An image of a mother pelican with her chicks is carved into the capital on top of a pillar at the Cenacle, the upper room on Mount Zion in Jerusalem where tradition holds that Jesus shared the Last Supper with his apostles and instituted the Eucharist. It is the only artwork in the entire room, and it is singularly appropriate because it is a symbol for Jesus and the Eucharist.
Mother pelicans lay their eggs in a nest, and after the chicks hatch, the mothers leave the nest to hunt for food, return and feed the chicks. Many birds feed their young with worms. Pelicans usually live near the water, and their prey tend to be small fish, frog tadpoles, crayfish or salamanders. In times of drought the marshes and streams might dry up, or something might cause the fish in the lake to die, and the mother pelican is unable to find food. Her chicks are delicate, need to be fed daily, and without food are quickly in danger of starvation and death. Faced with this crisis, the mother pelican uses its beak to poke holes in its breast, which causes blood to come out, and the chicks are nourished with their mother’s blood. The mother dies and the chicks survive.
Christians see parallels between the mother pelican and her chicks and Jesus and his followers. The mother pelican represents Jesus, the chicks represent us. The chicks dwell in the safety of the nest, believers dwell in the safety of the Church. The mother is the head of the nest, and Jesus is the head of the Church (Eph 1:22). The mother has an intense concern for her chicks and it goes against her nature to allow any of them to perish, and Jesus has a great love for us and wants none of us to perish.
When food is in short supply, the pelican pierces its breast with its sharp, pointed beak, and the side of Jesus was pierced by a sharp, pointed lance (Jn 19:34a). Blood flows from the pelican’s breast, and blood flowed from Jesus’ side (Jn 19:34b). The mother’s blood is a drink for her chicks, and the blood of Jesus is “true drink” (Jn 6:55b). The mother gives her life that her chicks might live, and Jesus laid down his life that we might live (Jn 15:13). The mother’s blood saves the lives of the chicks, and the blood of Jesus is salvation and eternal life (Jn 6:54) for those who receive it. Because of these striking similarities, the mother pelican and her chicks have come to represent the Eucharist, as well as redemption and salvation.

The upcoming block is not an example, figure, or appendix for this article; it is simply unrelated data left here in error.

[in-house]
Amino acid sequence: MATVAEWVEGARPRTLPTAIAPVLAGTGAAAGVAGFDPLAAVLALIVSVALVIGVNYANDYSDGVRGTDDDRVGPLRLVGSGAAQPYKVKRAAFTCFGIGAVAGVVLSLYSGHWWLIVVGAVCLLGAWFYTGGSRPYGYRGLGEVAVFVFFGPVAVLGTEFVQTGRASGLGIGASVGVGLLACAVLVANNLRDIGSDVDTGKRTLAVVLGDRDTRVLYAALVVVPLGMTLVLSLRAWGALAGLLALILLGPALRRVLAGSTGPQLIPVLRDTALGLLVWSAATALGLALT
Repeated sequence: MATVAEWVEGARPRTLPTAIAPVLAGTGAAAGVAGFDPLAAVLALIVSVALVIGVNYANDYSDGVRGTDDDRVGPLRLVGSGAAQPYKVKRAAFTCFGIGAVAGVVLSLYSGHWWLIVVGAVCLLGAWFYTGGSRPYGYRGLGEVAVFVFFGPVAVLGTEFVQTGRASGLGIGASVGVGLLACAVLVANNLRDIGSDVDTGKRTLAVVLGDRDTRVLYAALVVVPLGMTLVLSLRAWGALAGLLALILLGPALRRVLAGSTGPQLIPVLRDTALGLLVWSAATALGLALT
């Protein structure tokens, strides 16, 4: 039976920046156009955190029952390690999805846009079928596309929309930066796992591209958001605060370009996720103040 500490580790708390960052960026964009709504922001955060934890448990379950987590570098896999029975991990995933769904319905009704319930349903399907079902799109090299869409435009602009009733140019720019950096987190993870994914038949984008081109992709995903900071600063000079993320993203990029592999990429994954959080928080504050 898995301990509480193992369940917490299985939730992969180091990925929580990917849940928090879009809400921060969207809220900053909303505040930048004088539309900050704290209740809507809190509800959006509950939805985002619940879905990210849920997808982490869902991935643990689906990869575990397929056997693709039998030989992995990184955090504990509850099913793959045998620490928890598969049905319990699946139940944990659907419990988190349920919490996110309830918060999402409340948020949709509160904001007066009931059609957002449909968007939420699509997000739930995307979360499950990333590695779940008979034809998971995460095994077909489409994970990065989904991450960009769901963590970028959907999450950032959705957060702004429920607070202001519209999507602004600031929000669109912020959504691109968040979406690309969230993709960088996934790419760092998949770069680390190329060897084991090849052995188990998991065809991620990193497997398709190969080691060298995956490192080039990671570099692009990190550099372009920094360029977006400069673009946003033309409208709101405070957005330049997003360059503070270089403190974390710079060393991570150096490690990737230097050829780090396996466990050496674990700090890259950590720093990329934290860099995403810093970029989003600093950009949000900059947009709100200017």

A depiction of a mother pelican and her chicks frequently is on display in places associated with the Eucharist: the doors of the tabernacle; the front of the altar; a hanging in front of the lectern or ambo; a stained glass window in the sanctuary area; the decorative design on a chalice, chasuble or cope; or on the ends of pews.
Father Van Sloun is pastor of St. Bartholomew in Wayzata. Read more of his writing at www.CatholicHotdish.com.BACK TO LIST